A tip before you log a bug quick check in an environment without the current code usually that would be staging or pre-prod (the environment should mirror current production) to verify the bug was introduced with the current code change.
If the bug is currently displaying in production then its something for the product owner to look at for backlog. Sometimes (depending on what is in the release) the dev team can fix the issue and included it in the current release. If the team does… make sure you take note of this for when the business is breathing down the teams neck to do magic that is impossible, a gentle reminder of how we helped them out in the past usually makes everyone see reason.
I also like to use a tool called SnagIt to capture video of me reproducing the steps (just in case my dev’s suddenly develop blindness towards reading hehe), then if I get the ‘It works on my machine’. I ask did you watch the video… usually then there is a deathly silence and it gets fixed. This happens usually only once when I first start working with a developer, after that they recognise my obsessive nature to getting things right, as best as an imperfect human can. :slight_smile:


(Venkatanarasiman) #27

Hey Jessie,
Wish you good luck on your software testing journey! I think dojo is a great starting point.
You can also get an overview of software testing by following other resources such as utest university courses and auditing MOOC courses from platforms such as Udacity, EDX and Coursera. Also follow my blog http://swtester101.wordpress.com for testing related articles.


(Luka) #28

Hi and welcome!

I would advice you to look at this video.
I like it a lot and it is in my opinion the best explanation of tester career, what you can expect and what can you look at.

Good luck and happy testing!


(Andreas) #29

That’s an awesome video! Very motivational!

I was extremely lucky to land a software tester job after graduating from college this spring. I had no experience with testing, but did major in computer information systems. I wasn’t looking for a specific job, but applied to every and all tech jobs in my town, and for some crazy reason my eagerness to learn was enough for my current employer to take a chance on me. Clearly, I have been extremely lucky, but for anyone still searching for that first tester-job, take courses, read books and blogs, and if necessary, and if you can afford the exam fee ($250), study extremely hard and grab yourself the ISTQB foundation certification. The training is expensive, but with enough studying and determination, I’m sure it’s possible to get certified without dropping loads of money. Like Alan says in the video, a lot of companies don’t value testing as highly as they should, and that in itself could potentially prove to be an advantage when looking for a testing gig.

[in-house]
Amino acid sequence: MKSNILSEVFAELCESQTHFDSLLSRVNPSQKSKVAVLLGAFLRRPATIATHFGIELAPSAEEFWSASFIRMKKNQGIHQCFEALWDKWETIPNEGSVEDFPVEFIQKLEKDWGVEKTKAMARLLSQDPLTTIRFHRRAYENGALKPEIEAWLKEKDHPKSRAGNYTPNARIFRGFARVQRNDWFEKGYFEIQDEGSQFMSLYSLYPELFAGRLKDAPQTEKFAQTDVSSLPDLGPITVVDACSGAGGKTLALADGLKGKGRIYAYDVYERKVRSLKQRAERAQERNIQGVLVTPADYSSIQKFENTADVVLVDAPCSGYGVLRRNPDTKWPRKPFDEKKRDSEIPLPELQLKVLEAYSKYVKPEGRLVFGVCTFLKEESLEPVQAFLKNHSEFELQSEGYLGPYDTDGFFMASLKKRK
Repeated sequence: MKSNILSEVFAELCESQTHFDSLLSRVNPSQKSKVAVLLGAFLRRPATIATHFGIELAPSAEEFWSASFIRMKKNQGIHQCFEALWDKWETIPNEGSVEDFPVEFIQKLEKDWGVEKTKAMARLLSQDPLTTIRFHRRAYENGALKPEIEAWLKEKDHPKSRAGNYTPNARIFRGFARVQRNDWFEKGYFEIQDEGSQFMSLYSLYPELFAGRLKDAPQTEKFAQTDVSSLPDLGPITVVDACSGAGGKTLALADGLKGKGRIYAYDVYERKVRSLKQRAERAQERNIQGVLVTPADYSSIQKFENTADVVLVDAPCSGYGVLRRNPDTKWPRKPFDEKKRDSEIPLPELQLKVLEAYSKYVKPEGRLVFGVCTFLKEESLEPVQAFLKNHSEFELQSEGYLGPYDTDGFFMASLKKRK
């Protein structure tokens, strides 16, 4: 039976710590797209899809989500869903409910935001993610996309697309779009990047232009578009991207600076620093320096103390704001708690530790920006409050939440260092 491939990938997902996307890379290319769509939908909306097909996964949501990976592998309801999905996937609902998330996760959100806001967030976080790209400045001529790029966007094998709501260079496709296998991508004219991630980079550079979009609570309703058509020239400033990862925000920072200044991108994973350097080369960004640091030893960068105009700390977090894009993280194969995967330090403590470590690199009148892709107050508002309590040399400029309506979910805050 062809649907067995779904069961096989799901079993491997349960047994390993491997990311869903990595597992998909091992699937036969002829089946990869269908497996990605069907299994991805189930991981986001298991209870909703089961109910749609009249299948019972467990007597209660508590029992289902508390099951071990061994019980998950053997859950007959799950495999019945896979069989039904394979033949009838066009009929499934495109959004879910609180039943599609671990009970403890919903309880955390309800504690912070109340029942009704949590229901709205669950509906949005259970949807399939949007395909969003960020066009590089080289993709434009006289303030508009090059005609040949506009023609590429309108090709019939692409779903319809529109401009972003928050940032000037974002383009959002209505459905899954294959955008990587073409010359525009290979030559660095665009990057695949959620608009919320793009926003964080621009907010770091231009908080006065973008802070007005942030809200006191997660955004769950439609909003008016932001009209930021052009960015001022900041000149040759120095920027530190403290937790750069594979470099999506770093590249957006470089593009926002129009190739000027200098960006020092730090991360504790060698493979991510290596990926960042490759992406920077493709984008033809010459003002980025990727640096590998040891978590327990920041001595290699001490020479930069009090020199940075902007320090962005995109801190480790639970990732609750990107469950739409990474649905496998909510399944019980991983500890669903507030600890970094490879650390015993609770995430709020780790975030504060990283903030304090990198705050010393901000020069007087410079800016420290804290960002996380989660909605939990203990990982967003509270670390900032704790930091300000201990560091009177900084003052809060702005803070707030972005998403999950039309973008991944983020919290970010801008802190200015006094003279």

One more thing, and I don’t have experience with this, and I know it doesn’t pay well, but websites like uTest could potentially be used to get your hands wet with some testing, which could be beneficial to have on a resume.

Also, many companies will ask for several years of experience, but don’t let that hold you back. I was very much getting in my head that it would be silly for me to even apply (having zero experience), but my wife pushed me, and I ended up getting an interview, and eventually the job. I think companies use that to weed out people that would like the job but feel under-qualified, from people that want the job and are willing to go the distance. Don’t worry about about the specifics, but rather about how you can add value to their company.